China Clothing Manufacturing, Shoes & Accessories Sourcing
Company Introduction: Brand Won Clothes Wholesaler in Guangzhou Our company is the largest tailstock Chinese brand won clothes wholesaler in China. As experienced arket experts, we have been in this industry for 16 years. 6,000 sq.ft showroom, 20,000 sq.ft warehouse and we have incredible variety of clothes available here. We source directly from the original brand owners for tailstock different from the market, such as Ango, Peacebird, Okrity, OUSSY, Pull and Bear and so on. The clothes are of good quality but not as expensive as the branded counter. We offer the best Boto price you will find in China. With 200+ different brands selling everything from trendy fashion to basic essentials. Any of these items cost just a few dollars and deliver within 48 hours. Here you can find any Chinese clothing brand. Whether you’re retailing for stock, your shop for fashion-conscious shoppers, looking for the latest styles, our company is the perfect place. So any seller will choose it. You’re sure to get exactly what you’re looking for at a price that won’t break the bank. So if you are a boutique owner, retailer, online seller looking to get sourcing clothes simple, don’t hesitate to contact e. If you check the quality of our clothes you will not be disappointed. Contact Person: Crystal Lee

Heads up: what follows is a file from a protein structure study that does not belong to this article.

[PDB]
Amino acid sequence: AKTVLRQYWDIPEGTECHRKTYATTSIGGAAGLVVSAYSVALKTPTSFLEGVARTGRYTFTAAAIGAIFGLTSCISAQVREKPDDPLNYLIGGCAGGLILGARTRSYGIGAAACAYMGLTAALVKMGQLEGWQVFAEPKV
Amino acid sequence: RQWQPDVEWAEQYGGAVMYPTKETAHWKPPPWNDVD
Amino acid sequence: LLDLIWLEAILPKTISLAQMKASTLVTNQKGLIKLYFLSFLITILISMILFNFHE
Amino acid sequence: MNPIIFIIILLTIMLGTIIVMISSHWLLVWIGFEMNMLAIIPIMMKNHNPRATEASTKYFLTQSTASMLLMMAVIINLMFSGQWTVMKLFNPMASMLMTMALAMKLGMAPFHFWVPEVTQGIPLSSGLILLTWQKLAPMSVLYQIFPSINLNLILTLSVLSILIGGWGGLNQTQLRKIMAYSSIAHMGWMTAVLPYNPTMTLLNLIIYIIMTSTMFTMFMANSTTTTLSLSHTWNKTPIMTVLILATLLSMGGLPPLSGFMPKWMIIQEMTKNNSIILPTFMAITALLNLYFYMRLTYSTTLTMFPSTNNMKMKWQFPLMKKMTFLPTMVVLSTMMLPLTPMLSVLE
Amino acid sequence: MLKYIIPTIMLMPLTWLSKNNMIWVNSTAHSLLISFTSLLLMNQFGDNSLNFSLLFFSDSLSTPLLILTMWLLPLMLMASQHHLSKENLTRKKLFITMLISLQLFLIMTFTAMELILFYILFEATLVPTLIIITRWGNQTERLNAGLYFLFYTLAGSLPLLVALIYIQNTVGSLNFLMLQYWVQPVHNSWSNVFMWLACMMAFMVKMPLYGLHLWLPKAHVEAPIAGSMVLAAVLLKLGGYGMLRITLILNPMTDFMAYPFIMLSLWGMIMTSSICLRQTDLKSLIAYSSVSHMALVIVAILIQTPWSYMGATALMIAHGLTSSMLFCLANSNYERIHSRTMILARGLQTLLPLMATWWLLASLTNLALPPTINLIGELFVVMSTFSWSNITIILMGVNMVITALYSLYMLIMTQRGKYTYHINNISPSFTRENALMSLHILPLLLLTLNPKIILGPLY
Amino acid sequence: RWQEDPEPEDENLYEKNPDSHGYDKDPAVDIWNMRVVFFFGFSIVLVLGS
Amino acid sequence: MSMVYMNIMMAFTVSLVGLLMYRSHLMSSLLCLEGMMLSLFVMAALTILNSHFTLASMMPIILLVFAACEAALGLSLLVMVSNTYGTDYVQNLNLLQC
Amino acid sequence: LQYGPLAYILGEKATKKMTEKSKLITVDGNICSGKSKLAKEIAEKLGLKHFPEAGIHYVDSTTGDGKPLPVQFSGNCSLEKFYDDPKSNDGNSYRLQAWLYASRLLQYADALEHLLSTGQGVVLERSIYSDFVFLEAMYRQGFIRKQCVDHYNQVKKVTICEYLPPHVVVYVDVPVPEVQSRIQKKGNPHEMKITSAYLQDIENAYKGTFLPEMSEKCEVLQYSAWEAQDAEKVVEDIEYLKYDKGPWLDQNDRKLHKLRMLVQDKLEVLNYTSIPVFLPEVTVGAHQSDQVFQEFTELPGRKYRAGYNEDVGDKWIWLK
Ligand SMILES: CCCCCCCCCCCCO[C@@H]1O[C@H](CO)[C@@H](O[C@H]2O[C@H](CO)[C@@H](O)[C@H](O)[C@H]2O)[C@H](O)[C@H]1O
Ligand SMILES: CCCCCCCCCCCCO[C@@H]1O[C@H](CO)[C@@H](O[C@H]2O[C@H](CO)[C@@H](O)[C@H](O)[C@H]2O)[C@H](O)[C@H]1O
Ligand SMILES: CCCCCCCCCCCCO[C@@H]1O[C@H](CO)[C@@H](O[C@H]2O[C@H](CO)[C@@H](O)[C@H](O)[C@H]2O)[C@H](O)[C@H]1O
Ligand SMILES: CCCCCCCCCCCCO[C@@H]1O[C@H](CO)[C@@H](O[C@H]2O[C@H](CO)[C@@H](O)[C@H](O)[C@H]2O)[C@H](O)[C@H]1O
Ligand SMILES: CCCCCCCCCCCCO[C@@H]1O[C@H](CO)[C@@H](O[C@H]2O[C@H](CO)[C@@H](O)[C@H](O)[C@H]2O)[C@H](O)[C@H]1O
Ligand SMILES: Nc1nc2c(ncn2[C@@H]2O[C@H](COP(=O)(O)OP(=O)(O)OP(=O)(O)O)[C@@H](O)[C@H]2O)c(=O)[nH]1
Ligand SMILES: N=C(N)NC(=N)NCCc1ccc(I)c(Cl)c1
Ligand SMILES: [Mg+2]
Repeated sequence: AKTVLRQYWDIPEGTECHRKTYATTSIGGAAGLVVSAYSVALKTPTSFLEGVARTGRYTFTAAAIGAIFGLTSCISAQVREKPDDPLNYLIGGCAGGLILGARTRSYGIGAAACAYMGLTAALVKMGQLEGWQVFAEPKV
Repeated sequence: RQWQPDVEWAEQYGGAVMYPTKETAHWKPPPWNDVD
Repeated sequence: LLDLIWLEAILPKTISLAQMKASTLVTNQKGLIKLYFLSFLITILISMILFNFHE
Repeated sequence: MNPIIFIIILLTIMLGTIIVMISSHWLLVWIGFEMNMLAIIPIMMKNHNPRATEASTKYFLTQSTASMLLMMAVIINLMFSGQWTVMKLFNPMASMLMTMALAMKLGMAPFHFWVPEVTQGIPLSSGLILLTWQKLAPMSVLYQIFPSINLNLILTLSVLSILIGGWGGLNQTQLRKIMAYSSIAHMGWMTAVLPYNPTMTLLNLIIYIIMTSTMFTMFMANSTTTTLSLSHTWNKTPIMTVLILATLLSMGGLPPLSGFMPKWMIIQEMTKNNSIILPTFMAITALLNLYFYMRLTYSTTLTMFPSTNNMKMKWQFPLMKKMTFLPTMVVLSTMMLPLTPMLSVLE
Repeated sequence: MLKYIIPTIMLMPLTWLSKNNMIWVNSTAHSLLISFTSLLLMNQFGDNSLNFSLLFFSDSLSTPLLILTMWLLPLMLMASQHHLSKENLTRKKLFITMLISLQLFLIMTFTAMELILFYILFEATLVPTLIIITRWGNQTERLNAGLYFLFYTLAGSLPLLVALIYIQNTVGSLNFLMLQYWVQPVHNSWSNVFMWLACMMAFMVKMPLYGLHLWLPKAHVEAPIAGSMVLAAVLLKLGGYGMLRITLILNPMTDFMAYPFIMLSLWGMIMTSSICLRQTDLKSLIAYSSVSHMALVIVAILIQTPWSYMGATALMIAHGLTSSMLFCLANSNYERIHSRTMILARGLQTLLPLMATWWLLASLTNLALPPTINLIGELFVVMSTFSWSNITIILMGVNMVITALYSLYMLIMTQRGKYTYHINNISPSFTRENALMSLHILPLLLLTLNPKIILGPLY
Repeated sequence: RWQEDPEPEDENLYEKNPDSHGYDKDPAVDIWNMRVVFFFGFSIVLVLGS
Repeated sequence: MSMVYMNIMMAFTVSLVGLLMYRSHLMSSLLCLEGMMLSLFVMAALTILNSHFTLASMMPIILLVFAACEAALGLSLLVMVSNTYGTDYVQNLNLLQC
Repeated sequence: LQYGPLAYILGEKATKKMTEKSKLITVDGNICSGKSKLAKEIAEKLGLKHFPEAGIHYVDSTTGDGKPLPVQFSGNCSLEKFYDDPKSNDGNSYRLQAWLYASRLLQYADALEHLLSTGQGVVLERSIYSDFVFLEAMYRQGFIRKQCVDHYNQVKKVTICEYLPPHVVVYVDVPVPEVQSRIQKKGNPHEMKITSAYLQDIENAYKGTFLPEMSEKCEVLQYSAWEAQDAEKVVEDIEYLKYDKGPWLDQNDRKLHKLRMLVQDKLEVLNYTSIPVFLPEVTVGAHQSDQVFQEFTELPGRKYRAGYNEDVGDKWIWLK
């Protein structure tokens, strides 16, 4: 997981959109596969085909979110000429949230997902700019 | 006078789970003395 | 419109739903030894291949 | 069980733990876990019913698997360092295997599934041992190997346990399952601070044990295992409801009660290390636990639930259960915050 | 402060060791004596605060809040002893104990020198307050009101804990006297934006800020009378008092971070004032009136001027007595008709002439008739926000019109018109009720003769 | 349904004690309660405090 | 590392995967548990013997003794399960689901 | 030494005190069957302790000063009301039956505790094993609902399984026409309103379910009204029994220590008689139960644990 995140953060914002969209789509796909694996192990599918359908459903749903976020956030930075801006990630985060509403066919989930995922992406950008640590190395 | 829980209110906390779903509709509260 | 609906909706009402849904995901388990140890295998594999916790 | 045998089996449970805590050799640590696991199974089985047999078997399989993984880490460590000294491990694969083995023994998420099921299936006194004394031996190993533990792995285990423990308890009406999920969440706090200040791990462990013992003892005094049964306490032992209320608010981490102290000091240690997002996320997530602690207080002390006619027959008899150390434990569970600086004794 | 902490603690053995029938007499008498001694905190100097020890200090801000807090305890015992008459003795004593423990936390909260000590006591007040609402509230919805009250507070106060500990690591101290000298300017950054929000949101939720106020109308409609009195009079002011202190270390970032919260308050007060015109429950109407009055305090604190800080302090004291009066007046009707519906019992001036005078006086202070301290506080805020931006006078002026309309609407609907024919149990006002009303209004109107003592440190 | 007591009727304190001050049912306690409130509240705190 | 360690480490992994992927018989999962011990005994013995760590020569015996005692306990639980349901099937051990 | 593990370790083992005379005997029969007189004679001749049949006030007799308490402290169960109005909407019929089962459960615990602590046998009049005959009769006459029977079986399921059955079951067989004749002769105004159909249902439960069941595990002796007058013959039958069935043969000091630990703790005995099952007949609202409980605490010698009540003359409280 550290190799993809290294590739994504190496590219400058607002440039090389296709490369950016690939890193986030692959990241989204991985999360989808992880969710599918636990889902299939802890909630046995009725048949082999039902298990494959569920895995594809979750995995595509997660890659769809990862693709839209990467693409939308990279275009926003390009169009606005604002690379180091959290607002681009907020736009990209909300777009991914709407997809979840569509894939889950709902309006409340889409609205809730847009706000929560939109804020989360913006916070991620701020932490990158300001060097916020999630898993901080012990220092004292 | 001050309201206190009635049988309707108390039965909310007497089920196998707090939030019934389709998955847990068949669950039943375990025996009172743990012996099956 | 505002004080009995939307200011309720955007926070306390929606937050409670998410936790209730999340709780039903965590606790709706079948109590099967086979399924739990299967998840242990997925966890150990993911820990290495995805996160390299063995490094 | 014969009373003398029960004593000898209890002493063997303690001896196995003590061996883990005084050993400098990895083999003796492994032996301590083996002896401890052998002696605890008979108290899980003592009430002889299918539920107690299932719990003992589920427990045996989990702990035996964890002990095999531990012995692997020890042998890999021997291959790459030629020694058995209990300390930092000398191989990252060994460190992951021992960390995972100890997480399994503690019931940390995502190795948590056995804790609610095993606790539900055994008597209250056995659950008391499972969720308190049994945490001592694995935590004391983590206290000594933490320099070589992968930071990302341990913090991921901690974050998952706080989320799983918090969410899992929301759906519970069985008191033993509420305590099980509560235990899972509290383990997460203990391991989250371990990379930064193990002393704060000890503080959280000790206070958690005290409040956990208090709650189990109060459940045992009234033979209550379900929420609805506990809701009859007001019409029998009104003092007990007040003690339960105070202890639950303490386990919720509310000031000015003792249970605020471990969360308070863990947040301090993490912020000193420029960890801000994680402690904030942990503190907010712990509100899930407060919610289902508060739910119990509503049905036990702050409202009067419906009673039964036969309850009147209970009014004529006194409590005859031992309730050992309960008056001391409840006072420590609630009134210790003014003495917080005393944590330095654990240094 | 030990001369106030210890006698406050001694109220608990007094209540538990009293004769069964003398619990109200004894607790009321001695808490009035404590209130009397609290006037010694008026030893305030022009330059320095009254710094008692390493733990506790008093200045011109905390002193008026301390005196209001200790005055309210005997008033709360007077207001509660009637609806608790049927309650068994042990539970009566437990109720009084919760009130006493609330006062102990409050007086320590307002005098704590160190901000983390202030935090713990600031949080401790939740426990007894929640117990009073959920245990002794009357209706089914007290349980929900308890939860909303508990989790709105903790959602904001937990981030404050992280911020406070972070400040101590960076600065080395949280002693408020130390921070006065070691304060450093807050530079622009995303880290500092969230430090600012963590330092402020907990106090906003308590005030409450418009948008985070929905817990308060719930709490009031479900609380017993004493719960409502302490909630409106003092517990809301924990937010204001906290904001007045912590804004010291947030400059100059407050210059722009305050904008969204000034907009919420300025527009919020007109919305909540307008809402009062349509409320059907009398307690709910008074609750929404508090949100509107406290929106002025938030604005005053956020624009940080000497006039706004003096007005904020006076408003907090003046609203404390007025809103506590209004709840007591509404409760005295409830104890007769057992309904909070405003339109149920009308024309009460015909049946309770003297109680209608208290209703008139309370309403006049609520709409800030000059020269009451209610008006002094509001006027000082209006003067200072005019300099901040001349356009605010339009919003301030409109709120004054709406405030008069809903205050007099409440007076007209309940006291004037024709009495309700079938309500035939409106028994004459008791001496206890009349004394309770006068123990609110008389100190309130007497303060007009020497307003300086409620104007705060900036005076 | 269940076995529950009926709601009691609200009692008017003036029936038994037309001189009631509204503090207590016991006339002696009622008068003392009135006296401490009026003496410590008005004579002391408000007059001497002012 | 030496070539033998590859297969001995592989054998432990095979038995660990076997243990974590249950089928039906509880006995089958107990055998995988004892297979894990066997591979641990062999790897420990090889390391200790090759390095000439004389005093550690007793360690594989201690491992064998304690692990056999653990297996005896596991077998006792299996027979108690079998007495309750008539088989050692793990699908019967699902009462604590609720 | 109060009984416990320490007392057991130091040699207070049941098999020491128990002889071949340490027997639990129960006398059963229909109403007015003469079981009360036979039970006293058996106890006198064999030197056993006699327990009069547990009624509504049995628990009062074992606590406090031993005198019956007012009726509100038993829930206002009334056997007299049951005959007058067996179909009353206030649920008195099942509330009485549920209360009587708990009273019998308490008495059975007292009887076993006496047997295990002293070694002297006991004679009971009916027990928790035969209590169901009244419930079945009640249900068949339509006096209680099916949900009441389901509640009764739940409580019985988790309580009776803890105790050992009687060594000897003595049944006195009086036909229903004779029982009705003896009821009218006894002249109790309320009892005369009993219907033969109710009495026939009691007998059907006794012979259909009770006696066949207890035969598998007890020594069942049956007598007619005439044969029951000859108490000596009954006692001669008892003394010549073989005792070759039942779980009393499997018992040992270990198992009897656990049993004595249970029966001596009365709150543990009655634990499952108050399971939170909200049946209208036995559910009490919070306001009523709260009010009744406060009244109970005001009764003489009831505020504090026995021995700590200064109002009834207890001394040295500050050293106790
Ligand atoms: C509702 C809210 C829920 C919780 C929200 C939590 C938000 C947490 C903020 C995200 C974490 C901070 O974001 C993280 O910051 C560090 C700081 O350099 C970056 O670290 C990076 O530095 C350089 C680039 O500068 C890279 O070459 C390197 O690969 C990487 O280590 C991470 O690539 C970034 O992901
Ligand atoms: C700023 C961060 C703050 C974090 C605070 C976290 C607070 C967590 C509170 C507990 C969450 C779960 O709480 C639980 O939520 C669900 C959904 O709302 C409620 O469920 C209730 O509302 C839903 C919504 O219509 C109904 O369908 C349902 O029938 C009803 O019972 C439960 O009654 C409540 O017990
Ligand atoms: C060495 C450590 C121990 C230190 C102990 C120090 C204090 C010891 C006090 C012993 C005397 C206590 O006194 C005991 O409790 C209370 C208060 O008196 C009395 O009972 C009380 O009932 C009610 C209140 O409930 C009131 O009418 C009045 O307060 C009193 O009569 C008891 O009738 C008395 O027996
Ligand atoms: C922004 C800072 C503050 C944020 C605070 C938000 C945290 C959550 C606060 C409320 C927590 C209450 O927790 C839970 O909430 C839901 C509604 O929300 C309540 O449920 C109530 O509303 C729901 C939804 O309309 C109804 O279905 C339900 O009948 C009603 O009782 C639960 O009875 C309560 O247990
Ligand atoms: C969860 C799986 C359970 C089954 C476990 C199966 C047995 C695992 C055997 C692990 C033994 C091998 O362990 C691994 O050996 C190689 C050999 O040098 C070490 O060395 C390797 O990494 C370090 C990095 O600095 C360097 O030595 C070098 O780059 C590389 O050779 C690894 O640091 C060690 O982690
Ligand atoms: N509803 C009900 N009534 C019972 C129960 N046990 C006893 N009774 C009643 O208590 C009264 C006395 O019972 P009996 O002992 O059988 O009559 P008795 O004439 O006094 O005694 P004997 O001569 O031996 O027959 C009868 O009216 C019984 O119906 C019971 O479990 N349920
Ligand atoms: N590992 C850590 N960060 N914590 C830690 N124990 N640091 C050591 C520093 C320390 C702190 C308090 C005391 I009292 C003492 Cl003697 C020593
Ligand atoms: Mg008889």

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Language options: Español Português Italiano Deutsch Nederlands Epidemic, Chinese wholesalers turn to livestream e-commerce in desperate bid to revive flatlining sales. Now, a growing number are trying to return to business as usual — and ousting livestreamers.
ZHEJIANG, East China — The air was still thick with heat and humidity as it darkened on a July evening in Hangzhou. However Nannan looked like she was dressed for winter.
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The 28-year-old stood in front of her phone on a busy street, doing her best to sell what she was wearing: a sweater, jeans and a thick scarf. Beads of sweat formed on her brow as she promised her followers a “once in a lifetime discount”.
A few months ago, Nannan might have been hosting his show from one of the air-conditioned markets that line Sijiqing — a large cluster of wholesale businesses in central Hangzhou known as “China’s No.1 clothing street.”